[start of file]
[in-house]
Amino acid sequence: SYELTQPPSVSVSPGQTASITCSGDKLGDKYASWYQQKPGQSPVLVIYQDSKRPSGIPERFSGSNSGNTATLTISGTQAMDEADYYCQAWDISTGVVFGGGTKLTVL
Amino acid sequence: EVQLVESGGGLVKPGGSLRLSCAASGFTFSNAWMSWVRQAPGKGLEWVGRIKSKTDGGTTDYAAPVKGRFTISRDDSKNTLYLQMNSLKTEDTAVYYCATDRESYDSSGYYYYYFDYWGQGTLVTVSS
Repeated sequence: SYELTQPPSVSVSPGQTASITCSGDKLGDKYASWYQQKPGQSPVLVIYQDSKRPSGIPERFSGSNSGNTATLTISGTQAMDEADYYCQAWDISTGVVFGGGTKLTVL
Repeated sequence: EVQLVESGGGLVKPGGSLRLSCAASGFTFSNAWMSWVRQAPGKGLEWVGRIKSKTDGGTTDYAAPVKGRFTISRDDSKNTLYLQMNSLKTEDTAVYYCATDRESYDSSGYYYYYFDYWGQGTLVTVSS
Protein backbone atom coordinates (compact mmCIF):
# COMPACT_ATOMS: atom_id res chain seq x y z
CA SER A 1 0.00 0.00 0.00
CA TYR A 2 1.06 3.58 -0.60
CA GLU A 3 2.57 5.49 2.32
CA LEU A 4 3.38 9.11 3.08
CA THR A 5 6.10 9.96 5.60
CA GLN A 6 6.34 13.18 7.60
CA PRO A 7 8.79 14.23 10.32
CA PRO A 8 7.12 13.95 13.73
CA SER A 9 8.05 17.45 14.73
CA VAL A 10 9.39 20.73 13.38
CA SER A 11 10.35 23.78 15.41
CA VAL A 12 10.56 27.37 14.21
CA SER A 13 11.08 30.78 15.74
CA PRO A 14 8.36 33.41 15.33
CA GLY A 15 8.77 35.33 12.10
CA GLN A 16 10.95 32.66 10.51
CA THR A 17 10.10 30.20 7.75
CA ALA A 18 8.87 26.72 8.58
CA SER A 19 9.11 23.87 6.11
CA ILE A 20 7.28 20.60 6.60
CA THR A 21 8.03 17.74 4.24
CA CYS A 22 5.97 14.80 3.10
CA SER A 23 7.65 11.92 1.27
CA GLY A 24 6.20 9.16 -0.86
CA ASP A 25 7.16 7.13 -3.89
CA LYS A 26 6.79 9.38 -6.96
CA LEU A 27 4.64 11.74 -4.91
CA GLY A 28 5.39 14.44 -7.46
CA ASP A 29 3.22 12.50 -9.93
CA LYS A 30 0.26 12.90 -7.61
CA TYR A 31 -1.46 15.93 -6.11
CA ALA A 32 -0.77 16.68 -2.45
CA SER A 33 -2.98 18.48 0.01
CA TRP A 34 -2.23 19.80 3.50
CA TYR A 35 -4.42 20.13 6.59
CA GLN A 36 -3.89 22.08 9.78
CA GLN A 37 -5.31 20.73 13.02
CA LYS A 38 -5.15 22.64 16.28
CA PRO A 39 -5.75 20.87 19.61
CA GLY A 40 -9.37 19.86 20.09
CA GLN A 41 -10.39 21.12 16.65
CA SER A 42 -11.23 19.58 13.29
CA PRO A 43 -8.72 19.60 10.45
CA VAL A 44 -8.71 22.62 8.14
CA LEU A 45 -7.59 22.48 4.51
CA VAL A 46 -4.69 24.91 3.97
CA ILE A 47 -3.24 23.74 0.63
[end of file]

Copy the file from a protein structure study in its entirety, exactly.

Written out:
[in-house]
Amino acid sequence: SYELTQPPSVSVSPGQTASITCSGDKLGDKYASWYQQKPGQSPVLVIYQDSKRPSGIPERFSGSNSGNTATLTISGTQAMDEADYYCQAWDISTGVVFGGGTKLTVL
Amino acid sequence: EVQLVESGGGLVKPGGSLRLSCAASGFTFSNAWMSWVRQAPGKGLEWVGRIKSKTDGGTTDYAAPVKGRFTISRDDSKNTLYLQMNSLKTEDTAVYYCATDRESYDSSGYYYYYFDYWGQGTLVTVSS
Repeated sequence: SYELTQPPSVSVSPGQTASITCSGDKLGDKYASWYQQKPGQSPVLVIYQDSKRPSGIPERFSGSNSGNTATLTISGTQAMDEADYYCQAWDISTGVVFGGGTKLTVL
Repeated sequence: EVQLVESGGGLVKPGGSLRLSCAASGFTFSNAWMSWVRQAPGKGLEWVGRIKSKTDGGTTDYAAPVKGRFTISRDDSKNTLYLQMNSLKTEDTAVYYCATDRESYDSSGYYYYYFDYWGQGTLVTVSS
Protein backbone atom coordinates (compact mmCIF):
# COMPACT_ATOMS: atom_id res chain seq x y z
CA SER A 1 0.00 0.00 0.00
CA TYR A 2 1.06 3.58 -0.60
CA GLU A 3 2.57 5.49 2.32
CA LEU A 4 3.38 9.11 3.08
CA THR A 5 6.10 9.96 5.60
CA GLN A 6 6.34 13.18 7.60
CA PRO A 7 8.79 14.23 10.32
CA PRO A 8 7.12 13.95 13.73
CA SER A 9 8.05 17.45 14.73
CA VAL A 10 9.39 20.73 13.38
CA SER A 11 10.35 23.78 15.41
CA VAL A 12 10.56 27.37 14.21
CA SER A 13 11.08 30.78 15.74
CA PRO A 14 8.36 33.41 15.33
CA GLY A 15 8.77 35.33 12.10
CA GLN A 16 10.95 32.66 10.51
CA THR A 17 10.10 30.20 7.75
CA ALA A 18 8.87 26.72 8.58
CA SER A 19 9.11 23.87 6.11
CA ILE A 20 7.28 20.60 6.60
CA THR A 21 8.03 17.74 4.24
CA CYS A 22 5.97 14.80 3.10
CA SER A 23 7.65 11.92 1.27
CA GLY A 24 6.20 9.16 -0.86
CA ASP A 25 7.16 7.13 -3.89
CA LYS A 26 6.79 9.38 -6.96
CA LEU A 27 4.64 11.74 -4.91
CA GLY A 28 5.39 14.44 -7.46
CA ASP A 29 3.22 12.50 -9.93
CA LYS A 30 0.26 12.90 -7.61
CA TYR A 31 -1.46 15.93 -6.11
CA ALA A 32 -0.77 16.68 -2.45
CA SER A 33 -2.98 18.48 0.01
CA TRP A 34 -2.23 19.80 3.50
CA TYR A 35 -4.42 20.13 6.59
CA GLN A 36 -3.89 22.08 9.78
CA GLN A 37 -5.31 20.73 13.02
CA LYS A 38 -5.15 22.64 16.28
CA PRO A 39 -5.75 20.87 19.61
CA GLY A 40 -9.37 19.86 20.09
CA GLN A 41 -10.39 21.12 16.65
CA SER A 42 -11.23 19.58 13.29
CA PRO A 43 -8.72 19.60 10.45
CA VAL A 44 -8.71 22.62 8.14
CA LEU A 45 -7.59 22.48 4.51
CA VAL A 46 -4.69 24.91 3.97
CA ILE A 47 -3.24 23.74 0.63